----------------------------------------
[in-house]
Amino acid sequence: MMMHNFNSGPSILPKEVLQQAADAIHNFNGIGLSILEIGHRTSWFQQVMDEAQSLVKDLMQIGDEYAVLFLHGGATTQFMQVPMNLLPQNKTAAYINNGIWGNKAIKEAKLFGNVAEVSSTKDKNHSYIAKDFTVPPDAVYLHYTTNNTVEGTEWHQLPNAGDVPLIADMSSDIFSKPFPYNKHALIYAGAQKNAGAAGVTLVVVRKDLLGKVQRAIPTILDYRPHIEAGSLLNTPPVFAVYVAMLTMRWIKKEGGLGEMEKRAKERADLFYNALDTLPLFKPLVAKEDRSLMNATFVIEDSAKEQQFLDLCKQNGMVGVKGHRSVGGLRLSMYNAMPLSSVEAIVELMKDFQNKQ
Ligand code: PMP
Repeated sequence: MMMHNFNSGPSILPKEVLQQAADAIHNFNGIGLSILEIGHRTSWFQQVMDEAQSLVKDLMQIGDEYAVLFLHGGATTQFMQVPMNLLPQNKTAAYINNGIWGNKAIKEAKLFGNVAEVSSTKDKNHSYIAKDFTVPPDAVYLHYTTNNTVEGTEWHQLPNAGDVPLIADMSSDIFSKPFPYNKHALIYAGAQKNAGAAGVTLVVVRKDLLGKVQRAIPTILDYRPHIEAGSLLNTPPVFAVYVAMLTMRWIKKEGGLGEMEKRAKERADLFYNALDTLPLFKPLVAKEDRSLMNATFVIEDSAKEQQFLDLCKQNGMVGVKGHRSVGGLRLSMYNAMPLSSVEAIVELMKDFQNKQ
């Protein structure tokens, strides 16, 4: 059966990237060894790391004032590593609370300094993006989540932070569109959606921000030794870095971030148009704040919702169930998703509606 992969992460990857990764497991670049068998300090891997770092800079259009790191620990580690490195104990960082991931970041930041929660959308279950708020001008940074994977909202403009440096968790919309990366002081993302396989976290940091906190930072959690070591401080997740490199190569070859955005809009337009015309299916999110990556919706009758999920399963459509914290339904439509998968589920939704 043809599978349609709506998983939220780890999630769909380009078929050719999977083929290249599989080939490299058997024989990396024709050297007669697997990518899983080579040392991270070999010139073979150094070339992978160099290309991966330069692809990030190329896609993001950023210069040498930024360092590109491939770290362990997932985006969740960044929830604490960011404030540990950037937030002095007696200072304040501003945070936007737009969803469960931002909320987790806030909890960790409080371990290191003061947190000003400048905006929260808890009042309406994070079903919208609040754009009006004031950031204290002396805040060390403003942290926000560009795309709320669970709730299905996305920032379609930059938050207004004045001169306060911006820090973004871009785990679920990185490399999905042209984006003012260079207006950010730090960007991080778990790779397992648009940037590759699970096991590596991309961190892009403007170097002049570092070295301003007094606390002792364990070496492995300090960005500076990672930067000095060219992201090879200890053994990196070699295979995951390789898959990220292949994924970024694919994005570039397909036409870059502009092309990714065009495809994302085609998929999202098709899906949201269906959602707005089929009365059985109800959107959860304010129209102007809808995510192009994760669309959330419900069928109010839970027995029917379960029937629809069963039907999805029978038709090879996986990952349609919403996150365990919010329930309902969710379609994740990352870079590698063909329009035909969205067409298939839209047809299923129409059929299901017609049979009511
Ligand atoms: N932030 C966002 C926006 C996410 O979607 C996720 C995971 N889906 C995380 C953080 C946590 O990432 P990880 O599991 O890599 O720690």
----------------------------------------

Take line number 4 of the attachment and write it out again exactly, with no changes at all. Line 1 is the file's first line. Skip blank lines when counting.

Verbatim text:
Repeated sequence: MMMHNFNSGPSILPKEVLQQAADAIHNFNGIGLSILEIGHRTSWFQQVMDEAQSLVKDLMQIGDEYAVLFLHGGATTQFMQVPMNLLPQNKTAAYINNGIWGNKAIKEAKLFGNVAEVSSTKDKNHSYIAKDFTVPPDAVYLHYTTNNTVEGTEWHQLPNAGDVPLIADMSSDIFSKPFPYNKHALIYAGAQKNAGAAGVTLVVVRKDLLGKVQRAIPTILDYRPHIEAGSLLNTPPVFAVYVAMLTMRWIKKEGGLGEMEKRAKERADLFYNALDTLPLFKPLVAKEDRSLMNATFVIEDSAKEQQFLDLCKQNGMVGVKGHRSVGGLRLSMYNAMPLSSVEAIVELMKDFQNKQ